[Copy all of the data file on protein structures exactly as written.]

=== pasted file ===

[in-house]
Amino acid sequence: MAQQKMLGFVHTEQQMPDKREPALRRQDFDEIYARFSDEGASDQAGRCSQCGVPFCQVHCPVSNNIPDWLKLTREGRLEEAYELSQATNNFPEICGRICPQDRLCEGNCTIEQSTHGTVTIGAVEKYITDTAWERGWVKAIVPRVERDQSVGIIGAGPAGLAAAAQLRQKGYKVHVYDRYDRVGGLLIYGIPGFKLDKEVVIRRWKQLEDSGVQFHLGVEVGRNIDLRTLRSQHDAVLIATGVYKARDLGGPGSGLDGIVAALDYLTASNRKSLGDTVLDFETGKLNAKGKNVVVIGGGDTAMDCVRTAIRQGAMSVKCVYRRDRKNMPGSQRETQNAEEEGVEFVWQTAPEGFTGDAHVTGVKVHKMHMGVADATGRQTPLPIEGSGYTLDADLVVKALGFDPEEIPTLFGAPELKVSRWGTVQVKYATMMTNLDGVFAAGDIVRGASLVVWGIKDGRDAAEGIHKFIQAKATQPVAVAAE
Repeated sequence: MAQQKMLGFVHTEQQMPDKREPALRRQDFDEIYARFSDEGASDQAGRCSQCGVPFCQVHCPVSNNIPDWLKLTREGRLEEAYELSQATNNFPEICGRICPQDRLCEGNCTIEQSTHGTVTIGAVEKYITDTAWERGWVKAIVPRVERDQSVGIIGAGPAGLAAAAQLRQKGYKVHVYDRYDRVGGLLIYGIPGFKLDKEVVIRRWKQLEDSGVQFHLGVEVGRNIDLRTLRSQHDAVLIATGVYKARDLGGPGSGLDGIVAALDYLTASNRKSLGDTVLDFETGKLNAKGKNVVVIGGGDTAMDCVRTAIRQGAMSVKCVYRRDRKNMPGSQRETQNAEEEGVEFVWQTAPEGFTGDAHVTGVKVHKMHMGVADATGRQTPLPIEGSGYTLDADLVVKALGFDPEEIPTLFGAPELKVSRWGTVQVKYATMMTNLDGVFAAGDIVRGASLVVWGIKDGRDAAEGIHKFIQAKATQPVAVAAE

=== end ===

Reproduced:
[in-house]
Amino acid sequence: MAQQKMLGFVHTEQQMPDKREPALRRQDFDEIYARFSDEGASDQAGRCSQCGVPFCQVHCPVSNNIPDWLKLTREGRLEEAYELSQATNNFPEICGRICPQDRLCEGNCTIEQSTHGTVTIGAVEKYITDTAWERGWVKAIVPRVERDQSVGIIGAGPAGLAAAAQLRQKGYKVHVYDRYDRVGGLLIYGIPGFKLDKEVVIRRWKQLEDSGVQFHLGVEVGRNIDLRTLRSQHDAVLIATGVYKARDLGGPGSGLDGIVAALDYLTASNRKSLGDTVLDFETGKLNAKGKNVVVIGGGDTAMDCVRTAIRQGAMSVKCVYRRDRKNMPGSQRETQNAEEEGVEFVWQTAPEGFTGDAHVTGVKVHKMHMGVADATGRQTPLPIEGSGYTLDADLVVKALGFDPEEIPTLFGAPELKVSRWGTVQVKYATMMTNLDGVFAAGDIVRGASLVVWGIKDGRDAAEGIHKFIQAKATQPVAVAAE
Repeated sequence: MAQQKMLGFVHTEQQMPDKREPALRRQDFDEIYARFSDEGASDQAGRCSQCGVPFCQVHCPVSNNIPDWLKLTREGRLEEAYELSQATNNFPEICGRICPQDRLCEGNCTIEQSTHGTVTIGAVEKYITDTAWERGWVKAIVPRVERDQSVGIIGAGPAGLAAAAQLRQKGYKVHVYDRYDRVGGLLIYGIPGFKLDKEVVIRRWKQLEDSGVQFHLGVEVGRNIDLRTLRSQHDAVLIATGVYKARDLGGPGSGLDGIVAALDYLTASNRKSLGDTVLDFETGKLNAKGKNVVVIGGGDTAMDCVRTAIRQGAMSVKCVYRRDRKNMPGSQRETQNAEEEGVEFVWQTAPEGFTGDAHVTGVKVHKMHMGVADATGRQTPLPIEGSGYTLDADLVVKALGFDPEEIPTLFGAPELKVSRWGTVQVKYATMMTNLDGVFAAGDIVRGASLVVWGIKDGRDAAEGIHKFIQAKATQPVAVAAE